At a time when everyone is connected to the Internet and even small business maintain Facebook and Google pages with their phone numbers, timings, and other information, the concept of people physically gathering data starts to sound archaic. Yet this is the core of some of the successful e-commerce businesses in India and the world over; companies that rely heavily on dynamic data that becomes obsolete every couple of months.
To deal with this challenge, companies need to have a strong 'feet-on-street' presence, and while this model might be a little difficult to build up at first, it's still critical if you want to have the most up-to-date and accurate information to offer your visitors.
"The feet-on-street model of collecting data involves our data collectors roaming the streets of a city and collecting restaurant information first-hand from cafes, bars and restaurants," says Zomato Founder and CEO, Deepinder Goyal.
"It helps provide us with updated information every 90 days," he adds. "While some may rely on third party data we believe in collecting restaurant information first-hand. People only come back to use Zomato because of the rich content that we provide them in terms of it being updated, relevant and real time and the feet-on-street model differentiates us from the others out there."
Like the other companies, Zomato too relies on GPS systems and Google Maps and Street View, but it supplements them with a timeless technique - physical maps, and marker pens. To make it easier to track work that's been done, and to reduce battery drain on the mobile phones that the operations team are using, zoomed in street maps are printed out, and marked as they're checked.
"What we do is we take the map, and assign streets to the people," Goyal had told us in an earlier conversation. "Then, each day, they will go along each street, highlighting all the restaurants whose information we've got, until the entire map gets covered."
Another company that strongly believes in having feet on the street is Practo, which lists doctors and other medical service providers. This is, according to Practo co-founder and CEO Shashank ND, an ongoing process that has evolved a lot over time.
"We've gotten it down to a science by now," he says, "and today, if we're looking at any city, there are certain variables that we will look at, and then I can tell you, based on the geography and the healthcare density of the city, how many people we need to get all the information."
"So before we enter a city, this is one of the things we will consider," says Shashank, "we crunch the variables, and compare that to the time and cost that is involved, because depending on the city, you might need 10, or 50, or 100 people, and it is a continuous process, not a one-time cost, because the data has to be completely updated every 90 days."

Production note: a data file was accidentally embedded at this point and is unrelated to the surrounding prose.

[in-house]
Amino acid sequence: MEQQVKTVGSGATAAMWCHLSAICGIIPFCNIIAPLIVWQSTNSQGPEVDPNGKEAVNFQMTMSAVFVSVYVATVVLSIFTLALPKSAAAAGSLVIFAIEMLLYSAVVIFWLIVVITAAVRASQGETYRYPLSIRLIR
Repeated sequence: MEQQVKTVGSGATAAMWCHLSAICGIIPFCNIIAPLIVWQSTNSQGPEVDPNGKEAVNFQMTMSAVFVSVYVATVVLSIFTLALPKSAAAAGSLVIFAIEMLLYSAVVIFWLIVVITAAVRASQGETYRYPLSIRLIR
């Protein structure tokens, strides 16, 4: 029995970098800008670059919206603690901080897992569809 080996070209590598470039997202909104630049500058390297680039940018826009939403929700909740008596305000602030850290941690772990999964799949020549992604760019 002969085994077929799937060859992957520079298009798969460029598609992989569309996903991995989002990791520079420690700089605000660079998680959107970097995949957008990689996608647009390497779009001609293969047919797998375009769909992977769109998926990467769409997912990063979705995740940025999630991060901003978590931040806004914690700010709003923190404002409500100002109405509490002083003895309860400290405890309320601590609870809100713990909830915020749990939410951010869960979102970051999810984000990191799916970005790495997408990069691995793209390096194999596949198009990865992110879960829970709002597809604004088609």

Practo uses a custom built application that all its operations team members have to use, Shashank tells NDTV Gadgets. "We built our own tech to calculate what to do, where to go, and have our own app which the operations team members all use," says Shashank. "This shows them the map locations of the places they have to go to, shows them the routing, and reminds them of appointments. You could think of it like the driver's app for Uber."
Interestingly, at least one company that got its start through the feet on the street model believes that its time might be over. Pricebaba bridged offline and online business together, thanks to its feet on the ground approach, but its co-founder Annkur P Agarwal says that he believes the future lies in automation and crowdsourcing.
"Pricebaba, over time, has very good hyper local data on product demand and retailer availability," says Agarwal. "We use an Android app for our operations team, an Android app for the retailers and a very robust backend panel to manage offline catalogue. We have seen that maps as an interface didn't work for our users and operations team for finding local shops. We however have maps integrated into our system to pin point store location when required."
This mixture of having people going to shops, and direct inputs from retailers means that the company is able to rely more on technology.
"We have also built trust and safety systems to ensure good user experience, and [our] data intelligence process helps us overcome errors that may arise out of lack of systems and digitisation at the local retailer end," Agarwal adds.
Mixing together technology and a strong offline presence gives companies a chance to grow and expand in a way that's hard for upstarts to replicate. But as Indian companies get bigger, it's going to be interesting to see how they will be able to sustain, and scale, their feet on the street.